Pope Gregory I was born at Rome into a patrician Roman family and as a young man followed his father into government service. But after the death of his father, Gregory became a monk and was soon made a deacon of Rome by Pope Pelagius. And when Pelagius died in 590, Gregory himself became pope.  In the year 604 Gregory produced a book on pastoral care. It consists of forty sermons on the Gospels. Homily 22 is on John 20:1–9. And there Gregory offers a very imaginative interpretation of the race to the tomb undertaken by Peter and John:

What, my friends, what does this running signify? Can we believe that the evangelist’s very profound narrative lacks a mystical meaning? Surely not. John would not have said that he arrived first but did not enter unless he believed that there was a mystical significance to his hesitation. What does John signify, then, if not the synagogue, and Peter, if not the Church?

We shouldn’t be surprised to find the synagogue said to be signified by the young apostle, and the Church by the elder, because although the synagogue was earlier than the Church of the Gentiles in worshipping God, still by the world’s reckoning the multitude of Gentiles existed prior to the synagogue, as Paul testifies when he says that it is not the spiritual which is first but the physical [1 Cor 15:46]. And so the Church of the Gentiles is designated by the older of the two, Peter, and the synagogue of the Jews by the younger, John.3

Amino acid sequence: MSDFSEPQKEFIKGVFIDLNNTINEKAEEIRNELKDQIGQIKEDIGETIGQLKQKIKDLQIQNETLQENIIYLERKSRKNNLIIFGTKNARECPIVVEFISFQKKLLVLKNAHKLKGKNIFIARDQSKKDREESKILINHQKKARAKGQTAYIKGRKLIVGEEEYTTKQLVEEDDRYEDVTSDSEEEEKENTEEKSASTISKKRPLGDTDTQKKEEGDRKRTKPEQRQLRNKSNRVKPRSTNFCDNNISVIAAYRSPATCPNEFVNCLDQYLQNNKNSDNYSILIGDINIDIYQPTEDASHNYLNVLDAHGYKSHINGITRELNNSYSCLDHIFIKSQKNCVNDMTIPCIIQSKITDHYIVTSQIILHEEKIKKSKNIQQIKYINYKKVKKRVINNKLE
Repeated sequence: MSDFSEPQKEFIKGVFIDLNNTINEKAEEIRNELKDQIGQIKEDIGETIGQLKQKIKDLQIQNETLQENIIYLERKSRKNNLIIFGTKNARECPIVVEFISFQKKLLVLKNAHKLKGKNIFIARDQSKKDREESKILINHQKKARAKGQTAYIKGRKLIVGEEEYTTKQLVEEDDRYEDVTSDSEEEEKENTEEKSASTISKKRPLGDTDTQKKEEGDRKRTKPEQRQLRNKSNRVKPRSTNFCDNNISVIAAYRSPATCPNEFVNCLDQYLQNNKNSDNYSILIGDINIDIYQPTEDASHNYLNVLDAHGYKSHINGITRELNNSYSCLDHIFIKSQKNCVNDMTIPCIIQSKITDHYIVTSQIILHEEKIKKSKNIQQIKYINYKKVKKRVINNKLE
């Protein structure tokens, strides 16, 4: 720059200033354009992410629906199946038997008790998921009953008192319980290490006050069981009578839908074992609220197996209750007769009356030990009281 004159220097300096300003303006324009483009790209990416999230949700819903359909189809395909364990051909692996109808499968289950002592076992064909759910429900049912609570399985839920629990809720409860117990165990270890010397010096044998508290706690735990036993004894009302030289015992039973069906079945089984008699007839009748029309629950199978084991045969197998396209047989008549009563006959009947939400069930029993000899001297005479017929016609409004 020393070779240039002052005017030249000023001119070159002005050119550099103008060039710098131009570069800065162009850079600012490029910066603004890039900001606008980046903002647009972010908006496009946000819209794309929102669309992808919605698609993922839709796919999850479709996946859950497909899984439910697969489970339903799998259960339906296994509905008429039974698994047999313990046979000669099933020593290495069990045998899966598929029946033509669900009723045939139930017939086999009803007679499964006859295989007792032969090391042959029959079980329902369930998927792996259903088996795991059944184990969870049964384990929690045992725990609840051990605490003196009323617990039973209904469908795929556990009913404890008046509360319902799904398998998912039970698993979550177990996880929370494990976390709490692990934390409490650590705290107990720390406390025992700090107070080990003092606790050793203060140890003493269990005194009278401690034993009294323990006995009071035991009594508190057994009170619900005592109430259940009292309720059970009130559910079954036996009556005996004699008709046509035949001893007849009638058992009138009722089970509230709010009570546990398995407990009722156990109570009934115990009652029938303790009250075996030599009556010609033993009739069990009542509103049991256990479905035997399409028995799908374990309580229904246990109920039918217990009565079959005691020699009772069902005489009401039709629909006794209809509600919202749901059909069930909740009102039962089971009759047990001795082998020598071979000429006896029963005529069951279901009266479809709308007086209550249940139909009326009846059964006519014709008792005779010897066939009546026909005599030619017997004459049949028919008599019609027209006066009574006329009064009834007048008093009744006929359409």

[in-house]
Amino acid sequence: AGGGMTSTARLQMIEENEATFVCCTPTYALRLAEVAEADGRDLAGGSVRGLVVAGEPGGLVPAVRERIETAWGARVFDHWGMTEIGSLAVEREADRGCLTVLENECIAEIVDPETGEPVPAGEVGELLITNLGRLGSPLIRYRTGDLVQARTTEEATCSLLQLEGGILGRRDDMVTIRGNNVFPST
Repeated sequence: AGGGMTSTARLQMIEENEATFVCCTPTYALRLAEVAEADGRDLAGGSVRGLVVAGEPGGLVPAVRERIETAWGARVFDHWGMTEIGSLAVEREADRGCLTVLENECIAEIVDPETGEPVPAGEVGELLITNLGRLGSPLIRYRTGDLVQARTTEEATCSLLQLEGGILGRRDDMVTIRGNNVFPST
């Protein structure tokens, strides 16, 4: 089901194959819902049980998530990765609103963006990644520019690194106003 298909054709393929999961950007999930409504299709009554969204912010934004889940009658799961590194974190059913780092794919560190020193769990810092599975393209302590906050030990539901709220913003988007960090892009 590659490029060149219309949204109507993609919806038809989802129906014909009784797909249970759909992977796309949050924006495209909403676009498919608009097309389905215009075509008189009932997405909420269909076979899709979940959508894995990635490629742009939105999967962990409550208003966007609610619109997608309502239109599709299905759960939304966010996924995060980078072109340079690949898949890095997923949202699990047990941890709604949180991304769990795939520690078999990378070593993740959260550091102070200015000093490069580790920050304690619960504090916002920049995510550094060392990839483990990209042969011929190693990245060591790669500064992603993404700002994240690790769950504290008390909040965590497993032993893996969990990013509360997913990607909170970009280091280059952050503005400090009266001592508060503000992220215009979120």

However, I prefer the interpretation given by Gregory of Palamas. Gregory was born at Constantinople in 1296, he became a monk of Mount Athos, but later, in 1347, he was made archbishop of Thessalonika. In the year 2009, Mount Thabor Publishing of Waymart, Pennsylvania, published a translation by Christopher Veniamin of all sixty-three of Gregory’s extant homilies. I quote here from homily five, where Palamas says of John 20:3–6:

At one time Peter had a mother-in-law (cf. Mk 1:29–31, Lk 4:38–39), but he did not lag behind the virgin John when they both ran to the tomb where life began (cf. Jn 20:3–6). In some ways he even surpassed John, for he was appointed leader of the leaders by their Lord (cf. Mt 16:18–19, Jn 21:15–17).